Arfons decided to go into tractor pulling, and his creation became the vehicle to watch when hooked to the sled. The Green Monster, named after his line of Salt Flat cars, was powered by two GE Turbine airplane engines. The combined horsepower was in excess of 6,000. They were set in reverse, with the exhaust exiting in front of the rear tires. Arfons sat in the middle of the tractor, between the engines.
However, after the chain was tightened, the wait was on. As the engine temperatures built, the power increased. Arfons then hit ignitors in both exhausts, just showing a hint of fire.
Then, with his right hand on the throttle, he lifted off the brakes. The neon lights in the tires lit up, and fire shot out behind the two engines. The run down the track had the flames going full tilt as he controlled the tractor.
Right when the run ended, the flames went out and the engines let off the pressure, sounding as if a plane was landing right outside the building.
Arfons' daughter, Dusty, and son, Tim, were both in the sport of pulling as well, each driving vehicles powered by jet engines.
The tractor has been sold and now is campaigned as "The Legend,." Arfons passed away in 2007. But now and forever, his Green Monster is the king of all modified tractors.
You ever wish you could get out of a traffic jam just by rolling over the cars in front?
If that's the case, this truck will get the job done.
Bob Chandler's Bigfoot No. 5 is the Guinness World Record holder for the biggest monster truck. Standing at an incredible 16 feet tall and 13 feet wide and weighing over 24,000 pounds, it overshadows any regular pickup truck. This is due to the 10-foot tall tires that Chandler found in, of all places, a junk yard.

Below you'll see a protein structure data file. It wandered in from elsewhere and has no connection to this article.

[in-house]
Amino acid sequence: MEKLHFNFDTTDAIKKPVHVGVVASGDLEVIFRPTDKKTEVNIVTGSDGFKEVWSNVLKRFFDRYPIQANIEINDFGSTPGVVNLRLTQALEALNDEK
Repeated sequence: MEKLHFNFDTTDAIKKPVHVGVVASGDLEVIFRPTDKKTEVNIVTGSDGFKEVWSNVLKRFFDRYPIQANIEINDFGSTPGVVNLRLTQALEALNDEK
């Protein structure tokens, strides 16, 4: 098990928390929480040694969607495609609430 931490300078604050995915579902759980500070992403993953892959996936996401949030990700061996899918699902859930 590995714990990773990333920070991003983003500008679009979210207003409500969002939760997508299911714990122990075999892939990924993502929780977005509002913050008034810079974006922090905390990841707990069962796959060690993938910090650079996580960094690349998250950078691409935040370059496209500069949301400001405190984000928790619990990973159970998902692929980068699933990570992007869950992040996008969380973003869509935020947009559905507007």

The tires were used in Alaska on land trains during World War II to get supplies to soldiers. Chandler bought four tires, then soon after got the other four that the scrap yard had. At one time, the truck ran duel tires on each corner, making it 20 feet wide.
Eventually, Chandler reworked one of his other trucks to sport the other set of tires and sold it to a restaurant in Florida. Bigfoot 5 remains on display at the Bigfoot shop, which makes it an easy target for tourists.
I have actually seen this truck up close. To put this into perspective, my height is 5' 11", and I was actually able to stand inside the rim. The gap between the front and rear tires is wide enough that I can go underneath and look up at the chassis.
Getting into the truck is no easy chore. The driver must climb along the chassis, axles, and the rim just to stand on the tire. Then he must stretch to reach the door and crawl inside.
But once inside the cab, the view is incredible.
It's a record holder for good reason, and it's massive size makes it simply one-of-a-kind.
This vehicle is, without a doubt, the most unique and wildest piece of equipment that has ever been created.
When the popularity of the monster tanks began alongside the monster trucks, Allen Gaines decided that he would take a chance and build a tank machine as well. He went to the people at the United States Hot Rod Association with an idea and, with their blessing, set forth on his mission.
Two months after that discussion, Gaines rolled out a piece of equipment that can only be described in one word: incredible.
His tank chassis was a 1940, M4 personnel carrier, which many competitors were using. But what made his creation over the top was what he put above it.
In order to stick with the theme of his other trucks, Gaines went out and found a replica of an 1800's steam-powered locomotive. Yes, his tank was going to be a train.
Equipped with a 510 cu. in. Chevrolet engine, the exhaust was made to blow right out of the train chimney. It had a bell like the old trains back then, along with a classic whistle. Gaines himself sat in the back like the conductor would. His crew went as far as to build a cow catcher for the front of the chassis, just like an old train.
The entire vehicle was built in 30 days, with another four weeks to tear down, paint, and rebuild. It was simply the most unique car-crushing vehicle ever created.
Gaines does not own the tank anymore, but has said that it was a learning experience for him and he loved it. The fans definitely couldn't get enough of the Orange Blossom Express.